Migration routes and chronology of American Black Duck Anas rubripes

John M. Coluccy, Kurt A. Anderson, Tina Yerkes, Jacob L. Bowman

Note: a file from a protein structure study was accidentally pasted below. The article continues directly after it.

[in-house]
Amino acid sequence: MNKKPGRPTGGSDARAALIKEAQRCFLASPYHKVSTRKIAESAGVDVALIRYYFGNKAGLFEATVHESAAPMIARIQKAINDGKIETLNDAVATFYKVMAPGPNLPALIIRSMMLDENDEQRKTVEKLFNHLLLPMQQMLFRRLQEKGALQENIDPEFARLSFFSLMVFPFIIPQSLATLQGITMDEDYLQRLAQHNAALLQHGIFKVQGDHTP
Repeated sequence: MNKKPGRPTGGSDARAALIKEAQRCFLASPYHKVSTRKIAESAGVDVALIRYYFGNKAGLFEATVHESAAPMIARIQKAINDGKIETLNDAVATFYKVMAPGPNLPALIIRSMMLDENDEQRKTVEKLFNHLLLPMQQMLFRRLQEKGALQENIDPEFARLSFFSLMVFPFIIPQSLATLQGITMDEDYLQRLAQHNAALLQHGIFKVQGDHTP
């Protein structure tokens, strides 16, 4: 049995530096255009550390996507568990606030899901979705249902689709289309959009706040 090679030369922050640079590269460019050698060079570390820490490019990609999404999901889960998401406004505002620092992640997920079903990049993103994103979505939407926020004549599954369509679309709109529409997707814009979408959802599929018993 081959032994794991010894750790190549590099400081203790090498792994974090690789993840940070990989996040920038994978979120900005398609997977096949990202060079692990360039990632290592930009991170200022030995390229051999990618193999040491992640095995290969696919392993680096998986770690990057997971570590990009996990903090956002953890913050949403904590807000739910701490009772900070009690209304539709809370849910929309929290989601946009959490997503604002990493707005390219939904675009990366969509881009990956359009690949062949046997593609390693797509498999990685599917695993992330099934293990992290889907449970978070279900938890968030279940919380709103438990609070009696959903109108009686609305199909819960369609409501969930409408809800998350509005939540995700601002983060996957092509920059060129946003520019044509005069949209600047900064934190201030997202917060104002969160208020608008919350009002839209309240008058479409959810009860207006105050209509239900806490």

Satellite telemetry was used to identify migration routes and stopovers, estimate migration chronology, and describe variation in movements among American Black Duck Anas rubripes marked in Delaware, New Jersey, New York, Ohio and Virginia between 2007–2009. Thirty-one transmitters each provided data for at least one spring migration. The ducks departed their wintering areas during 18 March–7 June (  ± s.e. = 17 April ± 3.3 days), averaged 3.35 ± 0.3 stopovers (range = 1–5 stopovers) and spent 6.44 ± 0.8 days at stopover sites (range = 0.54–12.2 days), migrated 1,126.1 ± 89.5 km (range = 270–1,396 km), and arrived at inferred nesting areas during 16 April–28 June (  = 9 May ± 3.4 days). Black Duck on the South Atlantic Flyway migrated nearly twice as far (P < 0.01), made twice as many stopovers (P < 0.01) and arrived at their inferred nesting areas two weeks later than those on the North Atlantic and Mississippi Flyways (P = 0.04). Transmitters on 13 ducks provided at least partial data during autumn migrations. Black Duck departed inferred nesting or moulting areas during 5 October–1 December (  = 24 October ± 4.3 days), averaged 2.0 ± 0.3 stopovers (range = 1–4 stopovers), spent 12.6 ± 3.5 days at stopover sites (range = 0.25–41 days), migrated 993 ± 202.9 km (range = 277–1,485 km), and arrived at wintering areas during 18 November–18 December (  = 1 December ± 5.8 days). Our study confirmed known migration routes and stopovers and emphasises the need for habitat conservation and management along seasonal corridors, especially for Black Duck transitioning between their southern wintering and western breeding ranges. Furthermore, migration chronology and stopover duration of stay from our study should be incorporated into energetic carrying capacity models, to inform and direct habitat goals for Black Duck in north-eastern North America.

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